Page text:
Verses 6–11

Now begin David’s troubles, and they not only tread on the heels of his triumphs, but take rise from them, such is the vanity of that in this world which seems greatest.

I. He was too much magnified by the common people. Some time after the victory Saul went a triumphant progress through the cities of Israel that lay next him, to receive the congratulations of the country. And, when he made his public entry into any place, the women were most forward to show him respect, as was usual then in public triumphs (1 Sam. 18:6), and they had got a song, it seems, which they sang in their dances (made by some poet or other, that was a great admirer of David’s bravery, and was more just than wise, in giving his achievements in the late action the preference before Saul’s), the burden of which was, Saul had slain his thousands, and David his ten thousands. Such a difference as this Moses made between the numbers of Ephraim and Manasseh, Deut. 33:17.

II. This mightily displeased Saul, and made him envy David, 1 Sam. 18:8, 9. He ought to have considered that they referred only to this late action, and intended not to diminish any of Saul’s former exploits; and that in the action now celebrated it was undeniably true that David, in killing Goliath, did in effect slay all the Philistines that were slain that day and defeated the whole army; so that they did but give David his due. It may be, he that composed the song only used a poetic liberty, and intended not any invidious comparison between Saul and David; or, if he did, it was below the great mind of a prince to take notice of such a reflection upon his personal honour, when it appeared that the glory of the public was sincerely intended. But Saul was very wroth, and presently suspected some treasonable design at the bottom of it: What can he have more but the kingdom? This made him eye David as one he was jealous of and sought advantages against (1 Sam. 18:9): his countenance was not towards him as it had been. Proud men cannot endure to hear any praised but themselves, and think all their honour lost that goes by themselves. It is a sign that the Spirit of God has departed from men if they be peevish in their resentment of affronts, envious and suspicious of all about them, and ill-natured in their conduct; for the wisdom from above makes us quite otherwise.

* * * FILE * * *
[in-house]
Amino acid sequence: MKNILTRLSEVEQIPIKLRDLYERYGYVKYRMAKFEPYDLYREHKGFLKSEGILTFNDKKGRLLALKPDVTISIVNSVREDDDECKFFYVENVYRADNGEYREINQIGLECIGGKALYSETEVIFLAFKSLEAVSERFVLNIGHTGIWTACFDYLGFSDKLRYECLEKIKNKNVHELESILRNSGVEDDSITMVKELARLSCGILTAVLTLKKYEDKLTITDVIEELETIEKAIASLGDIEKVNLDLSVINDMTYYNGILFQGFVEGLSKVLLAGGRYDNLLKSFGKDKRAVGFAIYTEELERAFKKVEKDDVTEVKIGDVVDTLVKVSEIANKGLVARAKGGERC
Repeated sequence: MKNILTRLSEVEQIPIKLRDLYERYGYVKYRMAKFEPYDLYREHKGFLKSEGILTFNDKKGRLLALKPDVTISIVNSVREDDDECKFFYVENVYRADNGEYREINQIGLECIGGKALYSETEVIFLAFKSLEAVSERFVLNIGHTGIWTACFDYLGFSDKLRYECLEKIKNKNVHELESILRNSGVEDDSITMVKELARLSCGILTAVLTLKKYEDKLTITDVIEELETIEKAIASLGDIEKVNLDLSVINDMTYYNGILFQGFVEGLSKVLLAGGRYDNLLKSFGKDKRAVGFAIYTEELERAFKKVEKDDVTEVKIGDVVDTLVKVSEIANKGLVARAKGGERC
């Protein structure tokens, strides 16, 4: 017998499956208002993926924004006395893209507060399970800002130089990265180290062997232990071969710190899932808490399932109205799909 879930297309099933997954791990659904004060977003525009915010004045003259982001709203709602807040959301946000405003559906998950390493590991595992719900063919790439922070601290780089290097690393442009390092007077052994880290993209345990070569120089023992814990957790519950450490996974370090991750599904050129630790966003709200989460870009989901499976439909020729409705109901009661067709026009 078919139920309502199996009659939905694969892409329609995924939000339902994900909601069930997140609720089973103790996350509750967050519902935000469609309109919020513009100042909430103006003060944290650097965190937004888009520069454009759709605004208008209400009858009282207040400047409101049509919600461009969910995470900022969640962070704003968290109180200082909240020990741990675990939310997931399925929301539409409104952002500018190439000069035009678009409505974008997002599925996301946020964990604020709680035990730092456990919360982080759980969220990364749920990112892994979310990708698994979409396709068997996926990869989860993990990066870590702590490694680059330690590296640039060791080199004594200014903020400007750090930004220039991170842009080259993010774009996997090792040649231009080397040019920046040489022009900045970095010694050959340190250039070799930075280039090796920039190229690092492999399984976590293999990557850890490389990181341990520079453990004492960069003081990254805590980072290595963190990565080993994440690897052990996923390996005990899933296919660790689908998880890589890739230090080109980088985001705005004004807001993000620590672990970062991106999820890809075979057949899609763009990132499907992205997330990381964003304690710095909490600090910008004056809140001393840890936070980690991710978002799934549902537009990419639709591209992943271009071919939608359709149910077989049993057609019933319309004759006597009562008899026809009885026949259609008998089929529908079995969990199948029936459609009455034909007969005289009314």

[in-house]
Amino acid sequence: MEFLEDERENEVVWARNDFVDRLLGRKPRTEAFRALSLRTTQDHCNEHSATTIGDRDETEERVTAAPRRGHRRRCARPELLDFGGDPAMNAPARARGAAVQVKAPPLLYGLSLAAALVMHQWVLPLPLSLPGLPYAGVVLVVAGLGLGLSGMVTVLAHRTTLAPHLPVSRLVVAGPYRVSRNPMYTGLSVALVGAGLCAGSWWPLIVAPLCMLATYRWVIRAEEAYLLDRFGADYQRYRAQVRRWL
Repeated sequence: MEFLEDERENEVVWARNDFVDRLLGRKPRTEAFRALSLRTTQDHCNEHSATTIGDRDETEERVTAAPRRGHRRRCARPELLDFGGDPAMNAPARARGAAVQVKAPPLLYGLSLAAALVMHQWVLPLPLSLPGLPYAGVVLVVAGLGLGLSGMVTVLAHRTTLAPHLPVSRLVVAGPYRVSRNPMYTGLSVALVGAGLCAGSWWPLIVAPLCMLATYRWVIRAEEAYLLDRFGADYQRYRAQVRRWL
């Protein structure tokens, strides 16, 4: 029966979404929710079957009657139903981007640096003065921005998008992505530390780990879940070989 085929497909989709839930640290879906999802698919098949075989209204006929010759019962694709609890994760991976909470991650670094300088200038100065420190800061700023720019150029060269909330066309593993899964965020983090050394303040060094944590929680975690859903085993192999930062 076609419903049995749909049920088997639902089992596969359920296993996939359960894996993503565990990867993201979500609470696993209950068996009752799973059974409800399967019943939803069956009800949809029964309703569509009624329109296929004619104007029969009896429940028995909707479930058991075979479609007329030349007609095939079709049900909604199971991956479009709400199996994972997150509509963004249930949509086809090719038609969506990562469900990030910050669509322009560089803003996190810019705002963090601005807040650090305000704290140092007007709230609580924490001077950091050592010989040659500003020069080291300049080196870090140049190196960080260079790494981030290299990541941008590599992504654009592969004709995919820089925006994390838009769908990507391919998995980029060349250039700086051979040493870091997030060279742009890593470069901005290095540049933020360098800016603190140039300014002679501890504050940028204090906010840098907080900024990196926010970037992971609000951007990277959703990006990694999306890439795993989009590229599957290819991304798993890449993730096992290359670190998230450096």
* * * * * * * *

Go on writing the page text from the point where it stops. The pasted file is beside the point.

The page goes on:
III. In his fury he aimed to kill David, 1 Sam. 18:10, 11. Jealousy is the rage of a man; it made Saul outrageous against David and impatient to get him out of the way. 1. His fits of frenzy returned upon him. The very next day after he conceived malice against David the evil spirit from God, that had formerly haunted him, seized him again. Those that indulge themselves in envy and uncharitableness give place to the devil, and prepare for the re-entry of the unclean spirit, with seven others more wicked. Where envy is there is confusion. Saul pretended a religious ecstasy: He prophesied in the midst of the house, that is, he had the gestures and motions of a prophet, and humoured the thing well enough to decoy David into a snare, and that he might be fearless of any danger and off his guard; and perhaps designing, if he could but kill him, to impute it to a divine impulse and to charge it upon the spirit of prophecy with which he seemed to be animated: but really it was a hellish fury that actuated him. 2. David, though advanced to a much higher post of honour, disdained not, for his master’s service, to return to his harp: He played with his hand as at other times. Let not the highest think any thing below them whereby they may do good and be serviceable to those they are obliged to. 3. He took this opportunity to aim at the death of David. A sword in a madman’s hand is a dangerous thing, especially such a madman as Saul was, that was mad with malice. Yet he had a javelin or dart in his hand, which he projected, endeavouring thereby to slay David, not in a sudden passion, but deliberately: I will smite David to the wall with it, with such a desperate force did he throw it. Justly does David complain of his enemies that they hated him with a cruel hatred, Ps. 25:19. No life is thought too precious to be sacrificed to malice. If a grateful sense of the great service David had done to the public could not assuage Saul’s fury, yet one would think he should have allowed himself to consider the kindness David was now doing him, in relieving him, as no one else could, against the worst of troubles. Those are possessed with a devilish spirit indeed that render evil for good. Compare David, with his harp in his hand, aiming to serve Saul, and Saul, with his javelin in his hand, aiming to slay David; and observe the meekness and usefulness of God’s persecuted people and the brutishness and barbarity of their persecutors. The bloodthirsty hate the upright, but the just seek his soul, Prov. 29:10. 4. David happily avoided the blow twice (namely, now, and afterwards, 1 Sam. 19:10); he did not throw the javelin at Saul again, but withdrew, not fighting but flying for his own preservation; though he had both strength and courage enough, and colour of right, to make resistance and revenge the injury, yet he did no more than secure himself, by getting out of the way of it. David, no doubt, had a watchful eye upon Saul’s hand, and the javelin in it, and did as bravely in running from it as he did lately in running upon Goliath. Yet his safety must be ascribed to the watchful eye of God’s providence upon him, saving his servant from the hurtful sword; and by this narrow escape it seemed he was designed for something extraordinary.